Below is a poem I wrote for my daughter when she was two years old. We were in the car one day and I had pulled over to eat a burrito. I thought she was asleep in the back seat when I heard her huffing and puffing. I looked in my rearview mirror and saw her strapped in her baby seat with the disgruntled look of an old lady.

“What’s wrong?” I asked.

“You kept me in your stomach for so long!” She sighed. I turned in disbelief at what I was hearing.

 “Huh? What do you mean?” 

“When I was in your stomach! I wanted to get out but you wouldn’t let me out. You just kept walking and talking and eating burritos.”

I guess pulling over to eat my burrito triggered her. I laughed so hard. Here’s the poem.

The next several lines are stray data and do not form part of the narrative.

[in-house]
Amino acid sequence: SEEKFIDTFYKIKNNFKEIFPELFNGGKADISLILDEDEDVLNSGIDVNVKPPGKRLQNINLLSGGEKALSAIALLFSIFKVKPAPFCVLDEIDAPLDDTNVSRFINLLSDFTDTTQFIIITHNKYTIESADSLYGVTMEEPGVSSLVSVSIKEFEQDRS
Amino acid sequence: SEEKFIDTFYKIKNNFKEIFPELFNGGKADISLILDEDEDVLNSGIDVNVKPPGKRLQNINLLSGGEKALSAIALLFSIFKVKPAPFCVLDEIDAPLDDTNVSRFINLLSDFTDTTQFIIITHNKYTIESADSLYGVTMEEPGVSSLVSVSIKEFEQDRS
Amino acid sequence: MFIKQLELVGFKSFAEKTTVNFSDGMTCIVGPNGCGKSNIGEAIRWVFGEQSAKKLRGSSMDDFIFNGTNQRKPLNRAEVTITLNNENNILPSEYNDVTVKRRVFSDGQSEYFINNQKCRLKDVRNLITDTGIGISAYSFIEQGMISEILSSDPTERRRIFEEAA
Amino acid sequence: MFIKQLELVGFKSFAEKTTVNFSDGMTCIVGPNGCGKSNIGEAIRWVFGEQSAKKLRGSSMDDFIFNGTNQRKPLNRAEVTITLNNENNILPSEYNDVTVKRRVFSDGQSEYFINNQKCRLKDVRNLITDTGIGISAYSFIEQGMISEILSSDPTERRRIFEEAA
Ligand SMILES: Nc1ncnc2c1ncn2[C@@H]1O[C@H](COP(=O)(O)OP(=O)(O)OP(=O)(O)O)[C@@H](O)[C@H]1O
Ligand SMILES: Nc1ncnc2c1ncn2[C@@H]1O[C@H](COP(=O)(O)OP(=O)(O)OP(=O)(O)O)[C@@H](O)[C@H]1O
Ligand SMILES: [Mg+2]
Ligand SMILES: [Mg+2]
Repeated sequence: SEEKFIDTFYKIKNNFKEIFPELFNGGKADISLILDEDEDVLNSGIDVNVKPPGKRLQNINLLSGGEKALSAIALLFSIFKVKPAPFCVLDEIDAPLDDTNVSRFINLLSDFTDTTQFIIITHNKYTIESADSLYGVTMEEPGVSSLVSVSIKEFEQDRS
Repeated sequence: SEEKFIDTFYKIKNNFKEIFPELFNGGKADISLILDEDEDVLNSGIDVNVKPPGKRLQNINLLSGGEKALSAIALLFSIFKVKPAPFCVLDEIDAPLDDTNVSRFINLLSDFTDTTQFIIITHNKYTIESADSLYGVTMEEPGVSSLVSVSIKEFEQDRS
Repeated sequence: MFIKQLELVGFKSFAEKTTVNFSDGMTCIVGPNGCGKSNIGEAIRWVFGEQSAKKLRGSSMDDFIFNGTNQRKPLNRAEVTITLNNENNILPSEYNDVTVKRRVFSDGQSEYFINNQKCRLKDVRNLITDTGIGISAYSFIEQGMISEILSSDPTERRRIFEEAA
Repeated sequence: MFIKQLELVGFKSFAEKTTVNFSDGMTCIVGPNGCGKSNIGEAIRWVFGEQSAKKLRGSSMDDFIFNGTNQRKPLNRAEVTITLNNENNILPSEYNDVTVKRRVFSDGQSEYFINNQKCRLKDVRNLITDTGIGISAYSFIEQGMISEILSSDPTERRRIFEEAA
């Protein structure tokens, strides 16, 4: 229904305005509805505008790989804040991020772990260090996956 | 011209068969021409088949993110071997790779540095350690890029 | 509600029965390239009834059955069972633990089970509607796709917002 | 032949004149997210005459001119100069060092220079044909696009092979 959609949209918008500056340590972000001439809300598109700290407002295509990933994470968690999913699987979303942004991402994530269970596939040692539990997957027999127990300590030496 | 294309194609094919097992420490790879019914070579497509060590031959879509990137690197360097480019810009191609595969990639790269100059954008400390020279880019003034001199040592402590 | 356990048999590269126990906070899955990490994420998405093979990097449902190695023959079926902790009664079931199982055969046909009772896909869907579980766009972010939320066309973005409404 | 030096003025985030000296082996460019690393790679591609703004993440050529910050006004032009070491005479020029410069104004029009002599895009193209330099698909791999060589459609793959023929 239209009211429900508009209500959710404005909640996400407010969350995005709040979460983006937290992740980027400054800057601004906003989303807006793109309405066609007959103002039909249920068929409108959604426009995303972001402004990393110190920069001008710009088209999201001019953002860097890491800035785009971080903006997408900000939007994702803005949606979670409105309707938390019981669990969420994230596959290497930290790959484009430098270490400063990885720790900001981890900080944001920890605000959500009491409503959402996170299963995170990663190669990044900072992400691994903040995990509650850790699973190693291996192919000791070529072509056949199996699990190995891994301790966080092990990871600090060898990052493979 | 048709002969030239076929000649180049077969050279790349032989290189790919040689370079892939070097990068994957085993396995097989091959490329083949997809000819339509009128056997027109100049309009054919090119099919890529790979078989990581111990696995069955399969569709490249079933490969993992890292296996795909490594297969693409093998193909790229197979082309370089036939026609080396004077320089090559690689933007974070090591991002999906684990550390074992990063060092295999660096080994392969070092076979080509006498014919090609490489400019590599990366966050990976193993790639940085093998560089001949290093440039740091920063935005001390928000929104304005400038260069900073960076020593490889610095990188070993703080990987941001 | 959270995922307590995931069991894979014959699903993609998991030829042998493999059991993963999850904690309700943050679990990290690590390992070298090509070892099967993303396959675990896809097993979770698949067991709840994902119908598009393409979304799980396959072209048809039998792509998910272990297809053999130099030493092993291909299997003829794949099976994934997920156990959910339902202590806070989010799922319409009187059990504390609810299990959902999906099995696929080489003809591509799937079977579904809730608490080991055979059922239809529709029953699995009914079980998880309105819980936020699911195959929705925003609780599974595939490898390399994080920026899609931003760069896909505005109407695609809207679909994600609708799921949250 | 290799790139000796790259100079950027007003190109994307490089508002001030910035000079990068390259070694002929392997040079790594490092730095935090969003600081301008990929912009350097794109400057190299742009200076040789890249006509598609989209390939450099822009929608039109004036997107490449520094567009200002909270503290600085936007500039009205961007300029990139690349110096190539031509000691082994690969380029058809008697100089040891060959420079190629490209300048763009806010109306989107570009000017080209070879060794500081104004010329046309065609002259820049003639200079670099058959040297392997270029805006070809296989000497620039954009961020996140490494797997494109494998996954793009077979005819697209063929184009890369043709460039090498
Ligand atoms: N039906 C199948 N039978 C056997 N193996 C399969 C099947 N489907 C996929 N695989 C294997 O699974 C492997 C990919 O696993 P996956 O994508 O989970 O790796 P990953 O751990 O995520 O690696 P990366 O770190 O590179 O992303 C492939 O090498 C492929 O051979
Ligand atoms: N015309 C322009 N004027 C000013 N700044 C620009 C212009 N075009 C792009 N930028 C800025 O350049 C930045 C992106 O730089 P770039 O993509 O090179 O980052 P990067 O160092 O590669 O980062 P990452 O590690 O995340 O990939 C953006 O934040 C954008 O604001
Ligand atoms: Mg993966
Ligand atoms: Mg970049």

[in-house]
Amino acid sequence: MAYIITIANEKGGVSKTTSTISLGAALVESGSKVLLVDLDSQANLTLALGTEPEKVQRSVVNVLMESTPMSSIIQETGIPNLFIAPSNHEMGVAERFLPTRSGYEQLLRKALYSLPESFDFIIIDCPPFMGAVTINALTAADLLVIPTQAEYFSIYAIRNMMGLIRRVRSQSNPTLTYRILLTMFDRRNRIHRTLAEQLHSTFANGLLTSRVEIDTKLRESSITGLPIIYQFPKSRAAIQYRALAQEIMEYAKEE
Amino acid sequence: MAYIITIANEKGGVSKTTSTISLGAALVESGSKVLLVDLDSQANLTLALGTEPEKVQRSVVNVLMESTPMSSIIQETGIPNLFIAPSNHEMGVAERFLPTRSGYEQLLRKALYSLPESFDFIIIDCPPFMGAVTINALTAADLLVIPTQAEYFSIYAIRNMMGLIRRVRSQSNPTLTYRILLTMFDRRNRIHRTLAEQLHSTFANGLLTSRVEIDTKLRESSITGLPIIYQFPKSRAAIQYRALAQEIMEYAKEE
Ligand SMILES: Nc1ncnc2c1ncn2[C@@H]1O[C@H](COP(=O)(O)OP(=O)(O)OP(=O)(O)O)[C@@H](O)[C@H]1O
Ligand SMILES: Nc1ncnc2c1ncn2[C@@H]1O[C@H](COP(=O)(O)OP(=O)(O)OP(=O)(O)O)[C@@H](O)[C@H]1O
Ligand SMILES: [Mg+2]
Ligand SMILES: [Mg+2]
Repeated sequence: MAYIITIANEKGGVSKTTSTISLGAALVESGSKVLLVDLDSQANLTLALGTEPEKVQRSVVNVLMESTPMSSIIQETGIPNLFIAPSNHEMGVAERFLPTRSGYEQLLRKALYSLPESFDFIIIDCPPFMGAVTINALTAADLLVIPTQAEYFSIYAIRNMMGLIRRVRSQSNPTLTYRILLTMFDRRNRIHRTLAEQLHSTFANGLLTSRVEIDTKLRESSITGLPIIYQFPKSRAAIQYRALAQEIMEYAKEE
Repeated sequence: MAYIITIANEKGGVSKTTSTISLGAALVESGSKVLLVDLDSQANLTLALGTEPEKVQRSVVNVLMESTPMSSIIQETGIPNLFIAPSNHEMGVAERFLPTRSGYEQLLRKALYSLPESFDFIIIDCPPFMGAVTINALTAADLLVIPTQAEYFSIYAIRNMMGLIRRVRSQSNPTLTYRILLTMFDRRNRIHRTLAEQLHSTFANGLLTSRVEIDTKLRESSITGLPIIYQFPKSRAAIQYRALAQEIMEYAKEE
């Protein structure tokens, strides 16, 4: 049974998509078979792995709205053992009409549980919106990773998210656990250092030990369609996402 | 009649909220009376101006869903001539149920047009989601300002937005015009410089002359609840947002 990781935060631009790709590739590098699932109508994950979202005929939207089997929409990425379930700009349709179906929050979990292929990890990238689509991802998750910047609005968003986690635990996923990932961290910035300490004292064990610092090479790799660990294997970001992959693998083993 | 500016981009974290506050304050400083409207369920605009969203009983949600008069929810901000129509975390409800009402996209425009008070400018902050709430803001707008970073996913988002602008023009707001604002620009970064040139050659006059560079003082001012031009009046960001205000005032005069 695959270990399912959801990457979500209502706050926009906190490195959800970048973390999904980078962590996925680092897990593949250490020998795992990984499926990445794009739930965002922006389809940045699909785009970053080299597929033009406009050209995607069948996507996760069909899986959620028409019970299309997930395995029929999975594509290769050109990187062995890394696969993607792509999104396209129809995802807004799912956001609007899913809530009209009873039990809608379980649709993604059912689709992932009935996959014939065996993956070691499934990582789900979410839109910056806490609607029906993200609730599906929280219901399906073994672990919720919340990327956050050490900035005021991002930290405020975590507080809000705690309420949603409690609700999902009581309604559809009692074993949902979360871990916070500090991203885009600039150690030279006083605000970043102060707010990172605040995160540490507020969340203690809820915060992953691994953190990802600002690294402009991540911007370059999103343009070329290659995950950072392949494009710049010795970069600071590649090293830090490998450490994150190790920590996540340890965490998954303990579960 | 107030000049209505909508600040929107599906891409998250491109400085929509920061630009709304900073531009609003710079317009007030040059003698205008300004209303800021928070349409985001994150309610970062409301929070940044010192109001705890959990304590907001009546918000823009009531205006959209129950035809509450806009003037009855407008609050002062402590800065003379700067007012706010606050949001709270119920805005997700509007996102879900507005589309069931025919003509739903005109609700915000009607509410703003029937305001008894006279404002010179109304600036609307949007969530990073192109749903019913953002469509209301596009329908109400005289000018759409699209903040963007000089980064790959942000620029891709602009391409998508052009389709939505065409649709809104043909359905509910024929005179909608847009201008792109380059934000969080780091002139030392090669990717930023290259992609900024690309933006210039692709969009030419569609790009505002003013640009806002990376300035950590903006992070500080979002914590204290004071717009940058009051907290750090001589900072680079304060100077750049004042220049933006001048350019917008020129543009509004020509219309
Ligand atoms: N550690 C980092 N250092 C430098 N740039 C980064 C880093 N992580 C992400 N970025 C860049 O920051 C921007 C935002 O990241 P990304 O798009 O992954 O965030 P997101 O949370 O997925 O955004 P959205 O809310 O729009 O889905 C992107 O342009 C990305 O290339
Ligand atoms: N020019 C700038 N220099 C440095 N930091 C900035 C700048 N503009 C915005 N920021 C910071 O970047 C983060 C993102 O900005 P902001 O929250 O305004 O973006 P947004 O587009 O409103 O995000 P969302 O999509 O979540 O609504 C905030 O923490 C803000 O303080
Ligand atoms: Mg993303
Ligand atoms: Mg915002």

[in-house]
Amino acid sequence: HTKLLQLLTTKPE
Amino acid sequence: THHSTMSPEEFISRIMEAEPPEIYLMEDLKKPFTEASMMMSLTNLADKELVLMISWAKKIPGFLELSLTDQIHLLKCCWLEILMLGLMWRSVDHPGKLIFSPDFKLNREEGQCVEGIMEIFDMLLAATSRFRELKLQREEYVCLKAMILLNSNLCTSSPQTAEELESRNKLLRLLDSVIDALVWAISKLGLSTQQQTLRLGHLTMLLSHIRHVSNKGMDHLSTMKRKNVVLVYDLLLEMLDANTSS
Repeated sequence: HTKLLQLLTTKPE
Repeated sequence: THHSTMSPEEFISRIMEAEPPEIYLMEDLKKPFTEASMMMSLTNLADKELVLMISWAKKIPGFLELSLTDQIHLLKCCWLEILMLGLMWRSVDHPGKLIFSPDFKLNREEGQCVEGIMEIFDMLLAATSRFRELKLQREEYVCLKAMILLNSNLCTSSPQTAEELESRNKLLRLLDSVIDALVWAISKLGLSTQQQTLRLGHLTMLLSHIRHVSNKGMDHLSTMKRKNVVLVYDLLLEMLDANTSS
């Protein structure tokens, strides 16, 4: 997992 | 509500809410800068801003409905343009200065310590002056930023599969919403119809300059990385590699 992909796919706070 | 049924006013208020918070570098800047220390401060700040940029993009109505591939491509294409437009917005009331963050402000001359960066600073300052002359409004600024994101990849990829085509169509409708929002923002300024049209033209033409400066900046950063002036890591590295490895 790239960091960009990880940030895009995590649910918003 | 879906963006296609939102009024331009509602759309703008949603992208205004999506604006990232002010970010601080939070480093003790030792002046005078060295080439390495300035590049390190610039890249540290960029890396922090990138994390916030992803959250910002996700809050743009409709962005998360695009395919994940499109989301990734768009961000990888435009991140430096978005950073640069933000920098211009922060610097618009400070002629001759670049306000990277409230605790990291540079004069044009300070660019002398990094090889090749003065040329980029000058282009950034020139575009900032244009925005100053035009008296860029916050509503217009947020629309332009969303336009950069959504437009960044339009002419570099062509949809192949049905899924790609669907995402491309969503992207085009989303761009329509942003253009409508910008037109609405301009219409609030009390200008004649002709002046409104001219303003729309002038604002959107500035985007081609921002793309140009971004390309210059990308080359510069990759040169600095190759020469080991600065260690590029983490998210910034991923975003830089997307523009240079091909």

Anelisa

I was bored  

in your stomach, mommy 

so bored 

I wanted to get out  

but you wouldn’t let me 

I was bored 

so bored 

I wanted to  

tell the world that I am here 

I wanted to 

tell you I love you  

a hundred times a day 

I wanted to 

make my sister mad 

‘cause I won’t listen to her 

I wanted to 

but you wouldn’t let me  

mommy 

you just kept walking and talking 

and eating burritos 

you wouldn’t let me out 

I was so bored 

 


 

Remember: There is help for suicidal loved ones and their caregivers. 
Suicide Prevention Hotline: 1-800-273-8255